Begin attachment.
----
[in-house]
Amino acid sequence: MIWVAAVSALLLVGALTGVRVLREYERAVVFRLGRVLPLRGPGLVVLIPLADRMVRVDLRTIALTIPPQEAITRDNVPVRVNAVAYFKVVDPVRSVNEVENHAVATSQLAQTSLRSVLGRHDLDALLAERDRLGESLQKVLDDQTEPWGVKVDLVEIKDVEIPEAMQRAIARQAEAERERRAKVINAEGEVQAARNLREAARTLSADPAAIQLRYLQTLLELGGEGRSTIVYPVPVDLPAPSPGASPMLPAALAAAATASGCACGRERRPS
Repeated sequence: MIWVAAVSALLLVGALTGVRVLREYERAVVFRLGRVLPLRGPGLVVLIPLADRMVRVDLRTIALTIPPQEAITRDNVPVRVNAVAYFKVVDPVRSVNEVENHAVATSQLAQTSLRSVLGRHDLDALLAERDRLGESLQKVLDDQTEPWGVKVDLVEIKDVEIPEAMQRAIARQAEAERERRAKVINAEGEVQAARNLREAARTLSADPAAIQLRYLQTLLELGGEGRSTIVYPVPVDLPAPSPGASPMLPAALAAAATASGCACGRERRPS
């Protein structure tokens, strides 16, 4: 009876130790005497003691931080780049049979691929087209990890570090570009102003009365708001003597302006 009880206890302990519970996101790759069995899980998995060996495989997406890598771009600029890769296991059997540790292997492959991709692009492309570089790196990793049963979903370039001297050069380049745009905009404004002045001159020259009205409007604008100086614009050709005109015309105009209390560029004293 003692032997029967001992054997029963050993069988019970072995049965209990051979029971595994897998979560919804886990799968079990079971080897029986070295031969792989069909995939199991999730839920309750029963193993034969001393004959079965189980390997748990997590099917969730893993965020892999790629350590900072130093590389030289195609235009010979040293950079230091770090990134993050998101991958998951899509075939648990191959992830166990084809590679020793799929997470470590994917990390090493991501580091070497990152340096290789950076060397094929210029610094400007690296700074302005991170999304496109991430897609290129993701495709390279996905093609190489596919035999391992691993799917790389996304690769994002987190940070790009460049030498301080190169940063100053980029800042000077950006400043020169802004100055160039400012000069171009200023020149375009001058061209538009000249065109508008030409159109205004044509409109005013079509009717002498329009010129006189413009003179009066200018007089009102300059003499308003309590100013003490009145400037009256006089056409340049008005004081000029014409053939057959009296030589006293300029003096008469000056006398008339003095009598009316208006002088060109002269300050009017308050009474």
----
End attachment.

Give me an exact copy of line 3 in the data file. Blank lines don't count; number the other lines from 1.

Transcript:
Repeated sequence: MIWVAAVSALLLVGALTGVRVLREYERAVVFRLGRVLPLRGPGLVVLIPLADRMVRVDLRTIALTIPPQEAITRDNVPVRVNAVAYFKVVDPVRSVNEVENHAVATSQLAQTSLRSVLGRHDLDALLAERDRLGESLQKVLDDQTEPWGVKVDLVEIKDVEIPEAMQRAIARQAEAERERRAKVINAEGEVQAARNLREAARTLSADPAAIQLRYLQTLLELGGEGRSTIVYPVPVDLPAPSPGASPMLPAALAAAATASGCACGRERRPS